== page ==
In order to contain and control COVID-19 within the workplace, many employers will be keen to record who has and has not received the vaccination. From a GDPR and privacy perspective, this creates its own challenges as the mere fact that someone has or has not received a vaccine will constitute special category data concerning health. 
Employers will therefore need to ensure that any records are kept in accordance with GDPR and privacy laws. Employee Privacy Policies should be reviewed and updated accordingly.

8. The importance of maintaining current practices

Whilst it is hoped there is now light at the end of the tunnel following the commencement of the vaccination programme, given how long it is going to take before everyone has been vaccinated employers should ensure that they maintain all of the practices which have become commonplace this year like social distancing, the use of PPE and hand sanitiser. Employers will need to continue to implement these practices for the foreseeable future, particularly where 100% take-up of the vaccine has not been achieved or where new starters have yet to receive the vaccine or employers do not require contractors or visitors to be vaccinated.

9. Need to review risk assessments

Any risk assessments carried out in response to COVID 19 may require updating to refer to the prospect of being vaccinated to protect against the risks of the virus. As part of this internal review of risk assessments, employers are minded to consider alternative measures to receiving the vaccine. This will be of particular importance to those who are unable to receive the vaccine including those who are pregnant, trying to conceive or prone to allergic reactions.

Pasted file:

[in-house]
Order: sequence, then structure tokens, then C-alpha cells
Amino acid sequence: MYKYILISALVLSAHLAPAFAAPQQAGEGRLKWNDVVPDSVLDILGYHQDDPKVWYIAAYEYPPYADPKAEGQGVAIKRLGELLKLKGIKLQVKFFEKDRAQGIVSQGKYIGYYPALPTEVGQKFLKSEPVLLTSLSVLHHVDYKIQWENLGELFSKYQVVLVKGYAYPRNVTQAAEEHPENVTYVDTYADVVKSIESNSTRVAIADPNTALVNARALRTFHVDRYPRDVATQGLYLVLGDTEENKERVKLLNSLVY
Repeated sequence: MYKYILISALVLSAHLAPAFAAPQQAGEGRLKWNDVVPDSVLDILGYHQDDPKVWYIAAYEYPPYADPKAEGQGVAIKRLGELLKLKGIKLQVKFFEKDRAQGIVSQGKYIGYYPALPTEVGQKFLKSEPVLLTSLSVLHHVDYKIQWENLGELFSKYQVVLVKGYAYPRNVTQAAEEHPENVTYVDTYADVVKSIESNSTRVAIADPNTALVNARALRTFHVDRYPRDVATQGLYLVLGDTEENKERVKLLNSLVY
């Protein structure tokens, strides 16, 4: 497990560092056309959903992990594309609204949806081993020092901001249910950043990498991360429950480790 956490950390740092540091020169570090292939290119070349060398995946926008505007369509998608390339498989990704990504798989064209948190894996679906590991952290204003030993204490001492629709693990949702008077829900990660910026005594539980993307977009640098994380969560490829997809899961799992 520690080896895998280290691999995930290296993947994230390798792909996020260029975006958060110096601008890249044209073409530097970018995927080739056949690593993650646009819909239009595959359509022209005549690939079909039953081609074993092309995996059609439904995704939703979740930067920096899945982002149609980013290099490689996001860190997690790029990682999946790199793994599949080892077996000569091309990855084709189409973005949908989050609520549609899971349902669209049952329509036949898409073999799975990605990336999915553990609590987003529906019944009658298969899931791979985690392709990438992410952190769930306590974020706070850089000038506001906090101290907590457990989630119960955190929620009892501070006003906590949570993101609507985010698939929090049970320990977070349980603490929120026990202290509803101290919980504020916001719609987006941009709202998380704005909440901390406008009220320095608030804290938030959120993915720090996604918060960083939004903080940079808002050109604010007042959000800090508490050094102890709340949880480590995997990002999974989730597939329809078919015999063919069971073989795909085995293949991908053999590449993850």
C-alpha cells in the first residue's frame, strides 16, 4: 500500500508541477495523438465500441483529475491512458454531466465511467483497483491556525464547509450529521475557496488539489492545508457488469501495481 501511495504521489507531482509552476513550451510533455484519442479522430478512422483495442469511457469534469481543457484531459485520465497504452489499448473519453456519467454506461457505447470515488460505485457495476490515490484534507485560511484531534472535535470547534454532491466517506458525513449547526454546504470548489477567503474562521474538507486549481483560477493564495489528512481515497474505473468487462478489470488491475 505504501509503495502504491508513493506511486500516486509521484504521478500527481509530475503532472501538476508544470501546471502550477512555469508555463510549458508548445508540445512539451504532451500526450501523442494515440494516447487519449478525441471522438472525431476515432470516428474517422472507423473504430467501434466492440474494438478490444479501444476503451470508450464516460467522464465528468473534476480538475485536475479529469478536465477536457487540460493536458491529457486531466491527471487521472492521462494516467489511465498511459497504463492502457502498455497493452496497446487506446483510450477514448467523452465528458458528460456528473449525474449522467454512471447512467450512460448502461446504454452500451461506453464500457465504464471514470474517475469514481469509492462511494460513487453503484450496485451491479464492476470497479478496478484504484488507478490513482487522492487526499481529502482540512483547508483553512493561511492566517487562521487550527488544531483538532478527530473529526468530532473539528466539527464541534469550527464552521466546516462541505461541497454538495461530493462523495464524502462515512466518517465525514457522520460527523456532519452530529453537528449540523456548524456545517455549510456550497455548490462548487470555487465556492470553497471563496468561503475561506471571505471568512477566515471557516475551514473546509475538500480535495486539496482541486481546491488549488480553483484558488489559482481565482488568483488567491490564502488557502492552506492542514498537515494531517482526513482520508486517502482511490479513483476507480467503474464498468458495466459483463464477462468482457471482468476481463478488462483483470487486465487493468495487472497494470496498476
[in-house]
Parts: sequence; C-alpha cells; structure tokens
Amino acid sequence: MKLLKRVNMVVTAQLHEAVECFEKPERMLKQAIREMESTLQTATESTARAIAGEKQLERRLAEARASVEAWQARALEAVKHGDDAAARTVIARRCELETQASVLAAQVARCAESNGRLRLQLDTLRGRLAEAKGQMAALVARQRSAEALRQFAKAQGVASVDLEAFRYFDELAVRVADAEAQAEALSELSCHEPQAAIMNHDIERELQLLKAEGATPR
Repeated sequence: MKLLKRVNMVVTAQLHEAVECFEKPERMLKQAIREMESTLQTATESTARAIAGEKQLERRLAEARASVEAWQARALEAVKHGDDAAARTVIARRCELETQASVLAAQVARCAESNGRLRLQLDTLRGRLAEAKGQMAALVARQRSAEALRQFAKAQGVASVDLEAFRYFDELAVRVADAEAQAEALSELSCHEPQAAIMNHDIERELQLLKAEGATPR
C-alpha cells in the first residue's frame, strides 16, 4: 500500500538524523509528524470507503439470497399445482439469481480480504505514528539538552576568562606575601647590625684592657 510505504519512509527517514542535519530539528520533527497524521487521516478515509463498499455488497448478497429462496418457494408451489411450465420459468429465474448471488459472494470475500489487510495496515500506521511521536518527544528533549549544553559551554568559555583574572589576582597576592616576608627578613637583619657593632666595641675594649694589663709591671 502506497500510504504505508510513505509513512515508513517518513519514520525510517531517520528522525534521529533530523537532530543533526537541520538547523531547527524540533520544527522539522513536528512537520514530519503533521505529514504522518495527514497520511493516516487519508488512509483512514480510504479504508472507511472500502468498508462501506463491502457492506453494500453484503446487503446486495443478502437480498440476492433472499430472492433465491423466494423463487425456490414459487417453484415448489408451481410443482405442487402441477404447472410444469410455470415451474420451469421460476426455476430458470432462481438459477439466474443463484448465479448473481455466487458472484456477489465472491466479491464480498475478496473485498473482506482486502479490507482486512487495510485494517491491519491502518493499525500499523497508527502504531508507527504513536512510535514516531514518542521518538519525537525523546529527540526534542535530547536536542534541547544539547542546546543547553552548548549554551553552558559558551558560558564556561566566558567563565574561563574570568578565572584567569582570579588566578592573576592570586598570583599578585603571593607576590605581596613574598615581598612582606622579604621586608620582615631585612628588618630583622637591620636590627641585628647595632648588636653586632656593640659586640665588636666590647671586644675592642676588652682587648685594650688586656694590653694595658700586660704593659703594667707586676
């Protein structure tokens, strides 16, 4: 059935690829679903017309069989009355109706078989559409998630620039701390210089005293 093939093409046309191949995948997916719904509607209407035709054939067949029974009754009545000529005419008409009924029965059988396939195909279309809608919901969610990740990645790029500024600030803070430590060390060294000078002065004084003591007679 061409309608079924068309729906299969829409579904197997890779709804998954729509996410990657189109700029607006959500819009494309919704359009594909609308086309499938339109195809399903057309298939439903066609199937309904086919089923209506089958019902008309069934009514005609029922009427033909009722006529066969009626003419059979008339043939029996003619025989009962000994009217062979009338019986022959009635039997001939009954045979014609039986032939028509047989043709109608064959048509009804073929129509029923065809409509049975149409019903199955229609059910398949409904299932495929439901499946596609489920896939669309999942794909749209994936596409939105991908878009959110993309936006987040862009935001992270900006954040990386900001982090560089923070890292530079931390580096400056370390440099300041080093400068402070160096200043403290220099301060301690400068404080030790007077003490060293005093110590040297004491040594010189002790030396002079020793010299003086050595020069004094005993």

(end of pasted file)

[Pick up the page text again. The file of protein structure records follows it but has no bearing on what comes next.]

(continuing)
10. The ongoing need to be flexible

If we have learnt only one lesson over the last nine months it is the need to be flexible. As we transition optimistically to this new chapter, vaccine development will no doubt continue and availability will fluctuate. There are still many outstanding questions and as ever employers will need to be flexible and ensure that they are fully aware of the various issues that arise from this latest development.

Disclaimer

This information is for educational purposes only and does not constitute legal advice. It is recommended that specific professional advice is sought before acting on any of the information given.